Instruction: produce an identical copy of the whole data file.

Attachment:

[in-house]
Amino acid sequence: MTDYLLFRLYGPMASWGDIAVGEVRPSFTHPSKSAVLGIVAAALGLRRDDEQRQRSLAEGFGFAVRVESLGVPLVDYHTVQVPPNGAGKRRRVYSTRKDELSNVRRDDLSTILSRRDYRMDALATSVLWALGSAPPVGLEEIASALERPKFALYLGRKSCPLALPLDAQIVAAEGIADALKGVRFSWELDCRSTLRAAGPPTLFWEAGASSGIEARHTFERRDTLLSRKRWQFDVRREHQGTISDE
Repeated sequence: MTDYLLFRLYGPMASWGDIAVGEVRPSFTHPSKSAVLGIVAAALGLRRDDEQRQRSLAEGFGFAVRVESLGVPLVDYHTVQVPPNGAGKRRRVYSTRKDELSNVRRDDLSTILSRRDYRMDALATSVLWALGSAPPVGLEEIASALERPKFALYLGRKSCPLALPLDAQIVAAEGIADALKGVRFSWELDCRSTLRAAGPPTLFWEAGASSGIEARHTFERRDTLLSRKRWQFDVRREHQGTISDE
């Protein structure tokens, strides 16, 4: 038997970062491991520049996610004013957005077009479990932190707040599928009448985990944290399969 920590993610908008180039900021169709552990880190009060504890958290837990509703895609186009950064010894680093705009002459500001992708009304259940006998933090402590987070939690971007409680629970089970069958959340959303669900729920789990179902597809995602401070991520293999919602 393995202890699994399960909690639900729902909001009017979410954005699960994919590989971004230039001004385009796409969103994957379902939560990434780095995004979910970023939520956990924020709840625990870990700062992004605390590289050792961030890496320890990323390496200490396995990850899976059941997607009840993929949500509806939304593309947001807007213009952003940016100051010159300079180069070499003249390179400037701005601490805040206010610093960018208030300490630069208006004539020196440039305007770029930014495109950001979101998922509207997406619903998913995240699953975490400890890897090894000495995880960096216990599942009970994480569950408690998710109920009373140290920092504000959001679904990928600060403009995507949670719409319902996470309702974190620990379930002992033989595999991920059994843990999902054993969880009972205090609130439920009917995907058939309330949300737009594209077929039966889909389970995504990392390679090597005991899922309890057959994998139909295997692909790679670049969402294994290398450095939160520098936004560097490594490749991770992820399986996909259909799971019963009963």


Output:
[in-house]
Amino acid sequence: MTDYLLFRLYGPMASWGDIAVGEVRPSFTHPSKSAVLGIVAAALGLRRDDEQRQRSLAEGFGFAVRVESLGVPLVDYHTVQVPPNGAGKRRRVYSTRKDELSNVRRDDLSTILSRRDYRMDALATSVLWALGSAPPVGLEEIASALERPKFALYLGRKSCPLALPLDAQIVAAEGIADALKGVRFSWELDCRSTLRAAGPPTLFWEAGASSGIEARHTFERRDTLLSRKRWQFDVRREHQGTISDE
Repeated sequence: MTDYLLFRLYGPMASWGDIAVGEVRPSFTHPSKSAVLGIVAAALGLRRDDEQRQRSLAEGFGFAVRVESLGVPLVDYHTVQVPPNGAGKRRRVYSTRKDELSNVRRDDLSTILSRRDYRMDALATSVLWALGSAPPVGLEEIASALERPKFALYLGRKSCPLALPLDAQIVAAEGIADALKGVRFSWELDCRSTLRAAGPPTLFWEAGASSGIEARHTFERRDTLLSRKRWQFDVRREHQGTISDE
């Protein structure tokens, strides 16, 4: 038997970062491991520049996610004013957005077009479990932190707040599928009448985990944290399969 920590993610908008180039900021169709552990880190009060504890958290837990509703895609186009950064010894680093705009002459500001992708009304259940006998933090402590987070939690971007409680629970089970069958959340959303669900729920789990179902597809995602401070991520293999919602 393995202890699994399960909690639900729902909001009017979410954005699960994919590989971004230039001004385009796409969103994957379902939560990434780095995004979910970023939520956990924020709840625990870990700062992004605390590289050792961030890496320890990323390496200490396995990850899976059941997607009840993929949500509806939304593309947001807007213009952003940016100051010159300079180069070499003249390179400037701005601490805040206010610093960018208030300490630069208006004539020196440039305007770029930014495109950001979101998922509207997406619903998913995240699953975490400890890897090894000495995880960096216990599942009970994480569950408690998710109920009373140290920092504000959001679904990928600060403009995507949670719409319902996470309702974190620990379930002992033989595999991920059994843990999902054993969880009972205090609130439920009917995907058939309330949300737009594209077929039966889909389970995504990392390679090597005991899922309890057959994998139909295997692909790679670049969402294994290398450095939160520098936004560097490594490749991770992820399986996909259909799971019963009963």